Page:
, it will automatically be passed to the propensity score-estimating function as the `weights`

argument unless otherwise described below.

Below are the allowed options for `distance`

:

`"glm"`

The propensity scores are estimated using a generalized linear model (e.g., logistic regression). The

`formula`

supplied to`matchit()`

is passed directly to`glm()`

, and`predict.glm()`

is used to compute the propensity scores. The`link`

argument can be specified as a link function supplied to`binomial()`

, e.g.,`"logit"`

, which is the default. When`link`

is prepended by`"linear."`

, the linear predictor is used instead of the predicted probabilities.`distance = "glm"`

with`link = "logit"`

(logistic regression) is the default in`matchit()`

.`"gam"`

The propensity scores are estimated using a generalized additive model. The

`formula`

supplied to`matchit()`

is passed directly to`mgcv::gam()`

, and`mgcv::predict.gam()`

is used to compute the propensity scores. The`link`

argument can be specified as a link function supplied to`binomial()`

, e.g.,`"logit"`

, which is the default. When`link`

is prepended by`"linear."`

, the linear predictor is used instead of the predicted probabilities. Note that unless the smoothing functions`s()`

,`te()`

,`ti()`

, or`t2()`

are used in`formula`

, a generalized additive model is identical to a generalized linear model and will estimate the same propensity scores as`glm`

. See the documentation for`mgcv::gam()`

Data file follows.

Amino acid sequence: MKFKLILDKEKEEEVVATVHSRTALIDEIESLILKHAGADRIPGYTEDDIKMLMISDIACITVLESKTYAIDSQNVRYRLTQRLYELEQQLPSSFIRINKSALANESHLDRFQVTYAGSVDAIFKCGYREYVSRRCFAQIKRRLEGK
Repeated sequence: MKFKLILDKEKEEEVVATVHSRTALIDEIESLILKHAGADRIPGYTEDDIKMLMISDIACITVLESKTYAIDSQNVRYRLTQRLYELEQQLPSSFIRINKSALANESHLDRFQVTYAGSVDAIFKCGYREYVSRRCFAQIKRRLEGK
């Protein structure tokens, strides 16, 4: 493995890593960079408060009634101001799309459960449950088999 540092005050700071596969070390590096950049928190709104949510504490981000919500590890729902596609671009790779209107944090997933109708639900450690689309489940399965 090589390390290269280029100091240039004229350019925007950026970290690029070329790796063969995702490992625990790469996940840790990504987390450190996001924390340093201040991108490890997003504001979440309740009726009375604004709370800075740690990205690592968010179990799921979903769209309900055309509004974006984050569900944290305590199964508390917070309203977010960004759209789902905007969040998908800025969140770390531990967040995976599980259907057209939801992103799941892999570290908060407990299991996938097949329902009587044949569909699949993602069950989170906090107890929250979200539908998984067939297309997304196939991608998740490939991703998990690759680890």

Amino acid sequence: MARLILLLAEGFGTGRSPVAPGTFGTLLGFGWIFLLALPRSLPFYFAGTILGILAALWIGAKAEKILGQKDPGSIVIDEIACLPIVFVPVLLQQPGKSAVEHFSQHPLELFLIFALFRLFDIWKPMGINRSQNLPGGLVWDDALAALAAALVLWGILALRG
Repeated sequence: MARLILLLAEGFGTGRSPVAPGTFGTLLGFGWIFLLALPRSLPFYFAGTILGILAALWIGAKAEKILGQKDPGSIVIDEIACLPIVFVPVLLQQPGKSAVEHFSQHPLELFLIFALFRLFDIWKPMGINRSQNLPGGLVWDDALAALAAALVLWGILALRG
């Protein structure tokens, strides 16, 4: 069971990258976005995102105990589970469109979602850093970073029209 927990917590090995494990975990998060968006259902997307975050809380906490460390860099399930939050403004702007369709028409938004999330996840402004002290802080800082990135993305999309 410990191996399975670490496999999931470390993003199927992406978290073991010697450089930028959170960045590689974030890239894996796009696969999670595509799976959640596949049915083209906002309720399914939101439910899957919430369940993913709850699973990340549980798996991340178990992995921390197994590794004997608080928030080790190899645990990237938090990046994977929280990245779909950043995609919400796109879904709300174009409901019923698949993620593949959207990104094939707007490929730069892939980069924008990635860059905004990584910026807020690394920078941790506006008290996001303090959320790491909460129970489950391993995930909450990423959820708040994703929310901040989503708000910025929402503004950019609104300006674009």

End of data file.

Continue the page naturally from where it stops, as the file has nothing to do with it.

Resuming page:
,`mgcv::formula.gam()`

, and`mgcv::gam.models()`

for more information on how to specify these models. Also note that the formula returned in the`matchit()`

output object will be a simplified version of the supplied formula with smoothing terms removed (but all named variables present).`"gbm"`

The propensity scores are estimated using a generalized boosted model. The

`formula`

supplied to`matchit()`

is passed directly to`gbm::gbm()`

, and`gbm::predict.gbm()`

is used to compute the propensity scores. The optimal tree is chosen using 5-fold cross-validation by default, and this can be changed by supplying an argument to`method`

to`distance.options`

; see`gbm::gbm.perf()`

for details. The`link`

argument can be specified as`"linear"`

to use the linear predictor instead of the predicted probabilities. No other links are allowed. The tuning parameter defaults differ from`gbm::gbm()`

; they are as follows:`n.trees = 1e4`

,`interaction.depth = 3`

,`shrinkage = .01`

,`bag.fraction = 1`

,`cv.folds = 5`

,`keep.data = FALSE`

. These are the same defaults as used in WeightIt and twang, except for`cv.folds`

and`keep.data`

. Note this is not the same use of generalized boosted modeling as in twang; here, the number of trees is chosen based on cross-validation or out-of-bag error, rather than based on optimizing balance. twang should not be cited when using this method to estimate propensity scores.`"lasso"`

,`"ridge"`

,`"elasticnet"`